Next week (July 12), the Bank of Canada is scheduled to announce its latest decision on its interest rate—and the possibility of an increase has not been lost on various industry observers.
A hypothetical increase on the benchmark interest rate—which affects the rates that Canadian borrowers incur on their mortgages and other loan products—will mark the first such time in around 7 years.
“By the time Stephen Poloz was named to replace Mark Carney
atop the bank in 2013, the central bank had already been on the sidelines for more than two years, its benchmark interest rate set at one per cent,” according to markets analyst Pete Evans in a recent piece for CBC News.
“But even as the bank kept loans cheap coming out of the financial crisis, the messaging from the top came early and often that Canadians should be forewarned — rates have to go up eventually,” Evans added. “As far back as 2014 Poloz warned Canadians that rates would rise ‘soon’ — before oil’s plunge in 2015 caused the bank to lose its nerve.”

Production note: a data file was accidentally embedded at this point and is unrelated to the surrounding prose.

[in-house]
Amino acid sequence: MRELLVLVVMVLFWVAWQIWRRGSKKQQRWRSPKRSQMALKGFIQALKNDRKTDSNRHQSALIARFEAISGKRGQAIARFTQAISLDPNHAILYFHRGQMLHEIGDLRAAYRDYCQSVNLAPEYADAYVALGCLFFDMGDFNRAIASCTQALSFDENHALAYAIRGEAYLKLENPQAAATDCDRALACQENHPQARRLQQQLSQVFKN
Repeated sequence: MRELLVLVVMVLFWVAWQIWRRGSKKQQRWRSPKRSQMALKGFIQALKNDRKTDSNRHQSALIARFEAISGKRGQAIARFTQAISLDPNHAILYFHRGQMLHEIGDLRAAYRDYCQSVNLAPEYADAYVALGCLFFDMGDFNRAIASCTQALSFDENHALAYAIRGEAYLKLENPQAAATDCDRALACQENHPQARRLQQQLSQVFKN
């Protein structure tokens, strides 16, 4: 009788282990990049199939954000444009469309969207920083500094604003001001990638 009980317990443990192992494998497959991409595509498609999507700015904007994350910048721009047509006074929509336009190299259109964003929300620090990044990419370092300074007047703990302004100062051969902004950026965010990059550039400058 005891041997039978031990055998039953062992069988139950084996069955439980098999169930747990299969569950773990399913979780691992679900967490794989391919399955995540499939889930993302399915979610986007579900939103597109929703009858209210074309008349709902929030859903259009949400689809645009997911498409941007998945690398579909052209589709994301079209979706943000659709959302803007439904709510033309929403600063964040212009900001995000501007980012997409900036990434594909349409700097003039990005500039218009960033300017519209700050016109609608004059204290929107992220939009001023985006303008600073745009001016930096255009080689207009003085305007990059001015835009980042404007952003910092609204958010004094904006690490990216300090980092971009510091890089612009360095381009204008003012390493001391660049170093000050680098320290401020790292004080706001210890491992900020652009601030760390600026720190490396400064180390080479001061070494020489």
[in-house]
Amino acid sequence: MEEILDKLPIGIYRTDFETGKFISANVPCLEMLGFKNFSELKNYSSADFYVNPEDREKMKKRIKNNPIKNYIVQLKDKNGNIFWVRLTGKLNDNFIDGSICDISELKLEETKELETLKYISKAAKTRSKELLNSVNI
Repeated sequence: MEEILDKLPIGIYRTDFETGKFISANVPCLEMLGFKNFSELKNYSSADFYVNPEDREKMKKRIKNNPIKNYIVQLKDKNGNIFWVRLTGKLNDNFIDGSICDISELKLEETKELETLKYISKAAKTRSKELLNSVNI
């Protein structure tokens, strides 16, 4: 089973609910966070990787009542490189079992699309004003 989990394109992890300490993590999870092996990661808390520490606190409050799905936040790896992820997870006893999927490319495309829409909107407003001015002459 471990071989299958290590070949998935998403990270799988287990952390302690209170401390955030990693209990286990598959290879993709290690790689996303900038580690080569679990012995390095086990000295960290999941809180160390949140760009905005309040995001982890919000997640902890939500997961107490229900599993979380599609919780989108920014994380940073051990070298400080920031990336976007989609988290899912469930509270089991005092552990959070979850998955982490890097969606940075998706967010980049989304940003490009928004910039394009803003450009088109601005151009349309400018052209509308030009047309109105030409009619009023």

Speculations of a hike intensified after a June 12 statement by senior deputy governor Carolyn Wilkins, who told a Winnipeg audience that the Canadian economy was starting to recover and “moving past” the oil shock.
“[It would be] imprudent to ignore the aggressive communication shift we have seen from the Bank of Canada,” Manulife senior economist Frances Donald added.
bank economist Derek Holt agreed, stating that the central bank’s statements have telegraphed a hike next week, and maybe even another one before the end of 2017.
“The Bank of Canada is going to have a serious credibility problem if it fails to raise interest rates … after providing such an aggressive turn in communications starting one month to the day ahead of the July meeting.”
“If they think [previous rate] cuts have done their job, now they can reverse them.” BMO economist Doug Porter said.